President Trump announced Tuesday that Gina Haspel would be the first woman picked to lead the CIA. Her past is more than a little concerning.
Even when Haspel was named as the CIA’s deputy director last year, senators expressed concerns about her history as one of the key people involved in the CIA’s torture programs under the George W. Bush administration. In a letter to President Trump asking him to reconsider his appointment of Haspel in February of 2017, Senators Martin Heinrich (D-New Mexico) and Ron Wyden (D-Oregon) sent a separate classified letter, which may have included information about Haspel’s oversight of a CIA “black site” in Thailand.
When the Senate Intelligence Committee released its report on CIA torture, Haspel was named as one of the key figures involved in the torture of Palestinian detainee Abu Zubaydah. In addition to being waterboarded 83 times in one month (in which interrogators slowly drown a detainee as a means of forcing them to talk), Zubaydah was placed in a coffin-sized box for a total of more than 11 days, and an even smaller “confinement box” less than two feet wide, two-and-a-half feet deep, and two-and-a-half feet tall, for more than 29 hours. Also, insects were dropped into both confinement boxes.
According to the New York Times, the torture Haspel oversaw at the CIA black site in Thailand in 2002 was so severe, she ordered that nearly 100 tapes of the torture sessions be destroyed. While a criminal investigation ensued, no charges were issued against Haspel. Additionally, Trump’s new pick to head the US’s top spy agency was also one of the key architects of the “extraordinary rendition” program, in which detainees were handed over to foreign governments to be tortured in secret prisons.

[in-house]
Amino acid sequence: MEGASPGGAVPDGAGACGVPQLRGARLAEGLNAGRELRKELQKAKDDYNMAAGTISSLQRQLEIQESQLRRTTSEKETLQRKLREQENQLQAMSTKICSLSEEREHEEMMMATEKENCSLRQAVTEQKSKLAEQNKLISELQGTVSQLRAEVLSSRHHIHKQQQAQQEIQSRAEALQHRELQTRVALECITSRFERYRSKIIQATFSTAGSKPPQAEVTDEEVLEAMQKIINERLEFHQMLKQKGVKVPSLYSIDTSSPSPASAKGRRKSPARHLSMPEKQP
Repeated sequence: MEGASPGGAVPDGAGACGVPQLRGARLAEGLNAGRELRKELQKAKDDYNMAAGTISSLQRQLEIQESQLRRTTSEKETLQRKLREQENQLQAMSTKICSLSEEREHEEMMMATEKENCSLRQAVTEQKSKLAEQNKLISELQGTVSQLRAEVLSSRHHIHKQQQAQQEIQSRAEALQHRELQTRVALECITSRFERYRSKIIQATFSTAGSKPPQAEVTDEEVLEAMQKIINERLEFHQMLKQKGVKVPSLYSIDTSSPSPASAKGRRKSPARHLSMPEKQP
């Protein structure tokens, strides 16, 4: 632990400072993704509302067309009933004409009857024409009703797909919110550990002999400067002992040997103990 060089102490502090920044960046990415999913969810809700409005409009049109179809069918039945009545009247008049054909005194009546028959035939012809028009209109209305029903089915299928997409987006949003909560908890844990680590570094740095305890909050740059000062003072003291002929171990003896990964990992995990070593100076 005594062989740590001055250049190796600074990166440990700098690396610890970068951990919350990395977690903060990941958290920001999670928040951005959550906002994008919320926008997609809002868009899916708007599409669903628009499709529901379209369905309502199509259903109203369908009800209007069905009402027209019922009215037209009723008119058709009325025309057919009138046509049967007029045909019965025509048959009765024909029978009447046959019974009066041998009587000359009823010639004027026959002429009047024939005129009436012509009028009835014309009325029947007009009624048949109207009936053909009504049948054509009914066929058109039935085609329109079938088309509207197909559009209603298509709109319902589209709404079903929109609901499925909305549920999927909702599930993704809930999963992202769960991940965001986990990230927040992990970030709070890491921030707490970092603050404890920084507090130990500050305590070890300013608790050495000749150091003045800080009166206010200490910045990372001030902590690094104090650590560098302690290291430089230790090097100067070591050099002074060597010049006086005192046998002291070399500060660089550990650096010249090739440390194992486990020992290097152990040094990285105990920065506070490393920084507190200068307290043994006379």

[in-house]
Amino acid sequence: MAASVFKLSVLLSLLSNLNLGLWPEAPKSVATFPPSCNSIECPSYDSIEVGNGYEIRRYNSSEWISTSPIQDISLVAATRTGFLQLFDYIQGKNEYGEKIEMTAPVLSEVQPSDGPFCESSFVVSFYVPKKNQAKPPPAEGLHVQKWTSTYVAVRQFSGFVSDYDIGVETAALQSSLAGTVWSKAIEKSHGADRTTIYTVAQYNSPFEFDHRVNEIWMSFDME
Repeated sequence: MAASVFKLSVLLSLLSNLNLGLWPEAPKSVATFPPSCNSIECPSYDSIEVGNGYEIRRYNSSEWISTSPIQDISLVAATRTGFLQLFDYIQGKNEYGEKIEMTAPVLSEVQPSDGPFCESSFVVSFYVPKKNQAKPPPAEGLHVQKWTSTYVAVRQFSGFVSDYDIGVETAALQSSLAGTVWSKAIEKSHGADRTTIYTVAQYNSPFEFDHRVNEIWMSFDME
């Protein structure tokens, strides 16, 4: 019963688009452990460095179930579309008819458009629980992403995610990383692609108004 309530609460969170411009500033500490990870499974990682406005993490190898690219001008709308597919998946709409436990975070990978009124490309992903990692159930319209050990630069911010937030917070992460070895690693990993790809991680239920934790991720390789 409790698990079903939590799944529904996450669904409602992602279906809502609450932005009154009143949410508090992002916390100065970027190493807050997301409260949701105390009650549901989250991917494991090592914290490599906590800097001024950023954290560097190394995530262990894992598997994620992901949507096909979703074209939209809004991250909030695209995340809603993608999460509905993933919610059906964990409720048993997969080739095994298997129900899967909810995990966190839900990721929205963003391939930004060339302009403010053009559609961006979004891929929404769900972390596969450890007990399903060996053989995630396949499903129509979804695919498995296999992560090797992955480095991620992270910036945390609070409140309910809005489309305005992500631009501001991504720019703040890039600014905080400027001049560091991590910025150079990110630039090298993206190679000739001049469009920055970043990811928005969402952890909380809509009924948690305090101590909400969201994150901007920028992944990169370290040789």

Despite the Bush-era torture program violating established international law like the Geneva Conventions, nobody within the CIA has ever been prosecuted for torturing detainees, arguing they were simply following orders from superiors.
Michael Boone is a freelance journalist and columnist writing about politics, government, race, and media. He graduated from Texas Southern University’s School of Communication, and lives in Houston’s Third Ward.